Higher Ed Advocates Want Inmates To Be Eligible For Tennessee’s Scholarships | Nashville Public Radio

Higher Ed Advocates Want Inmates To Be Eligible For Tennessee’s Scholarships

Nov 15, 2018


Tennessee has been praised for its free college initiatives for graduating high school seniors and adults. But, there's one part of the population that's being left out — inmates. Now state leaders are being called on to expand state scholarships for this group.

In 1994, the federal government banned inmates from receiving the Pell Grant — one of the main forms of financial aid. That has made it difficult for this population to earn a degree, because incarcerated individuals still have to pay tuition.


And, Molly Lasagna, the director of an organization that funds degrees for prisoners, says Tennessee’s free college initiatives aren’t offered to people behind bars either.


"Tennessee Reconnect is considered a last-dollar scholarship. That means it’s only available to folks that have gone through other avenues to get aid. And the big one is Pell," she said.


According to a new report from the Tennessee Educational Equality Coalition, an education advocacy group, close to 25,000 people in the state are incarcerated. Fewer than 600 — or 2 percent — are enrolled in some form of college.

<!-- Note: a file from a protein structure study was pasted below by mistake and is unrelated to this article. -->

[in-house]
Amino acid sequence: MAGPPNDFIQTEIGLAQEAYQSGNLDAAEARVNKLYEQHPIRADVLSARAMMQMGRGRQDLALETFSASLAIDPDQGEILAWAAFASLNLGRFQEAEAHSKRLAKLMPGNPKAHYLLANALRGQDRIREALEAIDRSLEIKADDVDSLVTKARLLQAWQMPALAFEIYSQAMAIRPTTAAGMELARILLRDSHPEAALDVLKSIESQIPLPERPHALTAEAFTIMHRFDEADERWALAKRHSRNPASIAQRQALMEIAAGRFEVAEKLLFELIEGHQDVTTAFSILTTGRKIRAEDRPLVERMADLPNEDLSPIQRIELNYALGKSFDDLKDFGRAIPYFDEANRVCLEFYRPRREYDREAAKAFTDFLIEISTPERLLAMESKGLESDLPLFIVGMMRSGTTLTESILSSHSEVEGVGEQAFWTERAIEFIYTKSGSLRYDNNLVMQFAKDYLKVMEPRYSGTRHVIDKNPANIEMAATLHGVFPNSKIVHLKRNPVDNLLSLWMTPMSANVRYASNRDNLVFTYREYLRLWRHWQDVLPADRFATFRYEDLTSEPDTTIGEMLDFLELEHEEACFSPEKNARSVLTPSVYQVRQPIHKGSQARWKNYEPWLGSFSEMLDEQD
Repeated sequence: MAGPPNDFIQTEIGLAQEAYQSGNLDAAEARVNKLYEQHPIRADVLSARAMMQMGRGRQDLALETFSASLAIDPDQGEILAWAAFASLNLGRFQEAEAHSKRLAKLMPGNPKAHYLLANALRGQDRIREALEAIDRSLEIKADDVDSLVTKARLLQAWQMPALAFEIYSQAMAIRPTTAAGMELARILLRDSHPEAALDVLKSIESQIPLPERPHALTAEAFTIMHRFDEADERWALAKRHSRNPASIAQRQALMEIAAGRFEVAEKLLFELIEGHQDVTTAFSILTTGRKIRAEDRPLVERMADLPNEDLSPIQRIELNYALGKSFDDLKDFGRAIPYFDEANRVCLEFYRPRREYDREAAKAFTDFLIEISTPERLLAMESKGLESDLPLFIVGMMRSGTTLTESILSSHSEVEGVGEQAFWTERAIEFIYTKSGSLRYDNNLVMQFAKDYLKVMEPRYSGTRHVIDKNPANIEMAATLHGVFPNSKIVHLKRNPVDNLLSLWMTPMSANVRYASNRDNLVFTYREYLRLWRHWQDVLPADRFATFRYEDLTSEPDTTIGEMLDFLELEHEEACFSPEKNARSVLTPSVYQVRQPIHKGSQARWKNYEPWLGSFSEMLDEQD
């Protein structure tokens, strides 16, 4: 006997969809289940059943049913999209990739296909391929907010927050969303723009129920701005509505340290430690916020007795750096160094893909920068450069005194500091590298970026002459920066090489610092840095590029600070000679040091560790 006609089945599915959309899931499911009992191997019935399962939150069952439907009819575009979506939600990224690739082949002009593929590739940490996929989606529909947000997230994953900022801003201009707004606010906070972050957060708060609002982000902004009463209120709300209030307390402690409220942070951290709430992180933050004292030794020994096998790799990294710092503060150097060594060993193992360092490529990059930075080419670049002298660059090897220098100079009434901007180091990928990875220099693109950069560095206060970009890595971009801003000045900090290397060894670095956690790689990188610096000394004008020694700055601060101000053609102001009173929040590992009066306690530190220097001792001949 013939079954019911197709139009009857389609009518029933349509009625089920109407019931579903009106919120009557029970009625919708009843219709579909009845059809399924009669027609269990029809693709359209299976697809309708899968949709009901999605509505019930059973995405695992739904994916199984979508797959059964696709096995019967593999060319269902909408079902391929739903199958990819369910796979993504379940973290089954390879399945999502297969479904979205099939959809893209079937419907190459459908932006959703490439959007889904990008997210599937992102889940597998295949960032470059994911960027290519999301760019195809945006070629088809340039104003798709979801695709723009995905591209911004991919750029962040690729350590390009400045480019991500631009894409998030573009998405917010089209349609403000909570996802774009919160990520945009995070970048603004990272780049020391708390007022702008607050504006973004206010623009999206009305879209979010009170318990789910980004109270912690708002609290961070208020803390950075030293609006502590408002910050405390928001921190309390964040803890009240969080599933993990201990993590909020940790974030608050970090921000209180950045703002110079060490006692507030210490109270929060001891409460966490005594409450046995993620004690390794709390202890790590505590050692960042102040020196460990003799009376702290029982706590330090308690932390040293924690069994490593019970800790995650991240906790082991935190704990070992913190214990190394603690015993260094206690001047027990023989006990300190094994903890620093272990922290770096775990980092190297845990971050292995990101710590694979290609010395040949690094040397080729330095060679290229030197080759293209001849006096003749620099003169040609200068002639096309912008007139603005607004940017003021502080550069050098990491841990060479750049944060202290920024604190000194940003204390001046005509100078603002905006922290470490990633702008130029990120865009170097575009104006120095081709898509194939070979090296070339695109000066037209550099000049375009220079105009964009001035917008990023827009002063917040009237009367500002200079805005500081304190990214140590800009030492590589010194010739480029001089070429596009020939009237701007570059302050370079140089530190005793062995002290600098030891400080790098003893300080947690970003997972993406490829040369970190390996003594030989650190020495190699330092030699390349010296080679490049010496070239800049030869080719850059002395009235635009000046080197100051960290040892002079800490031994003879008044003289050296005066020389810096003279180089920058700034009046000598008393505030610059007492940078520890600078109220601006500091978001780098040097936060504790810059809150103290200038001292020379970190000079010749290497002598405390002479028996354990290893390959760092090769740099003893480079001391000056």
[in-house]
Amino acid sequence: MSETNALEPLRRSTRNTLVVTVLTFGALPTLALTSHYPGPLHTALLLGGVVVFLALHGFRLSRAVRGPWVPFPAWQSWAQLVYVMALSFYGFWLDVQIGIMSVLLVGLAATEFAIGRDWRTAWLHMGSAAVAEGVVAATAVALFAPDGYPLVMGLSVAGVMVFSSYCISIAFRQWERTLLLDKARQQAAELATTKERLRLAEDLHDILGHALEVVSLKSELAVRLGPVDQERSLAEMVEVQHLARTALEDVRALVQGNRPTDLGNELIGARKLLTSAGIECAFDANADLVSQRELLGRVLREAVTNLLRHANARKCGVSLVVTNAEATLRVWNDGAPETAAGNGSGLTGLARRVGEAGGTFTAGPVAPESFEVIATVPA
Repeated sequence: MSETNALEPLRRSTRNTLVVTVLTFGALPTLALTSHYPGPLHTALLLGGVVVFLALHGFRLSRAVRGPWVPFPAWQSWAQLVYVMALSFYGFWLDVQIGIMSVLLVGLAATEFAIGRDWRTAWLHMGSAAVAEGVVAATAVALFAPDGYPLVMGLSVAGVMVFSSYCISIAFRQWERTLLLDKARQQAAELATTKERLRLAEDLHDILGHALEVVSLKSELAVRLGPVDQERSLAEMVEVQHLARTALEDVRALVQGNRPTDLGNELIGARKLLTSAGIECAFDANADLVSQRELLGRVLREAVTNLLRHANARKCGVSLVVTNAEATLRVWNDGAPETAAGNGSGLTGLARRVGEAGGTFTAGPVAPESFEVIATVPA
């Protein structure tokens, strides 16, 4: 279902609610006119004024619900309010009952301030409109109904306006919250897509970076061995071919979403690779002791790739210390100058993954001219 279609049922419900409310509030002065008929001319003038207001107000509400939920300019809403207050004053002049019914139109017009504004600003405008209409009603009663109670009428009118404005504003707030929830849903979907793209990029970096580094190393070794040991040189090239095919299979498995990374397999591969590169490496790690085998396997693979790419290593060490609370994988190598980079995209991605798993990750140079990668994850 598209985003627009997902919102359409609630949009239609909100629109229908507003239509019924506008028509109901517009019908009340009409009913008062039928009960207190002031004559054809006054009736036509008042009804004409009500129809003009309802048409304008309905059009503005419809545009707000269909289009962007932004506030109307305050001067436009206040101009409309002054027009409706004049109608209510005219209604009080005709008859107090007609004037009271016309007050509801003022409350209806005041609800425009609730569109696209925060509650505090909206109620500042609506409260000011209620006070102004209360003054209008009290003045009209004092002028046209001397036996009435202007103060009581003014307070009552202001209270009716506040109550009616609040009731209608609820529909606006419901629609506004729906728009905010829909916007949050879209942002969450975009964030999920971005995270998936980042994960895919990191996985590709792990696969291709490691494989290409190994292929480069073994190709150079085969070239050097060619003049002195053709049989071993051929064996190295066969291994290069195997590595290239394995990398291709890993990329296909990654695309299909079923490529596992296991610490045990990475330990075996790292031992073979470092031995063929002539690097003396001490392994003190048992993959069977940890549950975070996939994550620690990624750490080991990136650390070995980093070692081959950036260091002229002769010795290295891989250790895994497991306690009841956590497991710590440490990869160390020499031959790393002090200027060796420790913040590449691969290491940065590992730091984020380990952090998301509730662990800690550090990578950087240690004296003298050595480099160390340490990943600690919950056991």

Edward Welch, the Department of Correction's assisstant commissioner of rehabilitative services, said at a recent panel discussion in Nashville that he wants to push that number to 10 percent. He agrees there’s a need for more assistance for prison education from the state.


"We need collaborative research and action dialogue throughout Tennessee to say what is a realistic measurable outcome for our current incarcerated population and how can they be successful," said Welch.


The Tennessee Educational Equality Coalition provided several recommendations for the state in its report. Among others, the group suggests leaders should actively incorporate inmates into its Drive to 55 goals, which aim to have 55 percent of the state's population earn a degree by 2025.


Welch says he’s hopeful the state’s new governor will be open to giving inmates more educational aid.

Gov.-elect Bill Lee has said throughout his campaign he wants to reduce the state’s recidivism rate and focus on vocational training.